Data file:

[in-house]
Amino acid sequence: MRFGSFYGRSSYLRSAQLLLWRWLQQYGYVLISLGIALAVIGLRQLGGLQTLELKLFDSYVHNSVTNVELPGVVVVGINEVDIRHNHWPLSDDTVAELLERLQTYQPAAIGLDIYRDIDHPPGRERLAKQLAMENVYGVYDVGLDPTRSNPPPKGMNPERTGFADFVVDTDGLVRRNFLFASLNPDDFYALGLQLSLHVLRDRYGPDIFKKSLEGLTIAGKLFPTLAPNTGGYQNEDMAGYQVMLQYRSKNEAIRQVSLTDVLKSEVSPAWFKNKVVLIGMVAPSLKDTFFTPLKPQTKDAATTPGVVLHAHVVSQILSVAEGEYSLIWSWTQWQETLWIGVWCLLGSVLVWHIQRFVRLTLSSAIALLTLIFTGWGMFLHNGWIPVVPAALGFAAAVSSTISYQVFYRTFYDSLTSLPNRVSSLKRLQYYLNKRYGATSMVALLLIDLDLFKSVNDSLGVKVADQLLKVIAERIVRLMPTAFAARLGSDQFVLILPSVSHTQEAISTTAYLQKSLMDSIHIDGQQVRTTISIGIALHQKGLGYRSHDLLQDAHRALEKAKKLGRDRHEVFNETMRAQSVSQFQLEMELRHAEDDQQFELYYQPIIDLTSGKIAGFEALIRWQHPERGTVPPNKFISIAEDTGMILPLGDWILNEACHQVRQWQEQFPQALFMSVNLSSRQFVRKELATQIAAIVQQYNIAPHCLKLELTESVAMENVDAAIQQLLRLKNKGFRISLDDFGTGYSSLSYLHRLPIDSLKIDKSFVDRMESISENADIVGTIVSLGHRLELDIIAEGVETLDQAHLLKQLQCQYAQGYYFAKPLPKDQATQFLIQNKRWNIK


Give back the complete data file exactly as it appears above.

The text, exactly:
[in-house]
Amino acid sequence: MRFGSFYGRSSYLRSAQLLLWRWLQQYGYVLISLGIALAVIGLRQLGGLQTLELKLFDSYVHNSVTNVELPGVVVVGINEVDIRHNHWPLSDDTVAELLERLQTYQPAAIGLDIYRDIDHPPGRERLAKQLAMENVYGVYDVGLDPTRSNPPPKGMNPERTGFADFVVDTDGLVRRNFLFASLNPDDFYALGLQLSLHVLRDRYGPDIFKKSLEGLTIAGKLFPTLAPNTGGYQNEDMAGYQVMLQYRSKNEAIRQVSLTDVLKSEVSPAWFKNKVVLIGMVAPSLKDTFFTPLKPQTKDAATTPGVVLHAHVVSQILSVAEGEYSLIWSWTQWQETLWIGVWCLLGSVLVWHIQRFVRLTLSSAIALLTLIFTGWGMFLHNGWIPVVPAALGFAAAVSSTISYQVFYRTFYDSLTSLPNRVSSLKRLQYYLNKRYGATSMVALLLIDLDLFKSVNDSLGVKVADQLLKVIAERIVRLMPTAFAARLGSDQFVLILPSVSHTQEAISTTAYLQKSLMDSIHIDGQQVRTTISIGIALHQKGLGYRSHDLLQDAHRALEKAKKLGRDRHEVFNETMRAQSVSQFQLEMELRHAEDDQQFELYYQPIIDLTSGKIAGFEALIRWQHPERGTVPPNKFISIAEDTGMILPLGDWILNEACHQVRQWQEQFPQALFMSVNLSSRQFVRKELATQIAAIVQQYNIAPHCLKLELTESVAMENVDAAIQQLLRLKNKGFRISLDDFGTGYSSLSYLHRLPIDSLKIDKSFVDRMESISENADIVGTIVSLGHRLELDIIAEGVETLDQAHLLKQLQCQYAQGYYFAKPLPKDQATQFLIQNKRWNIK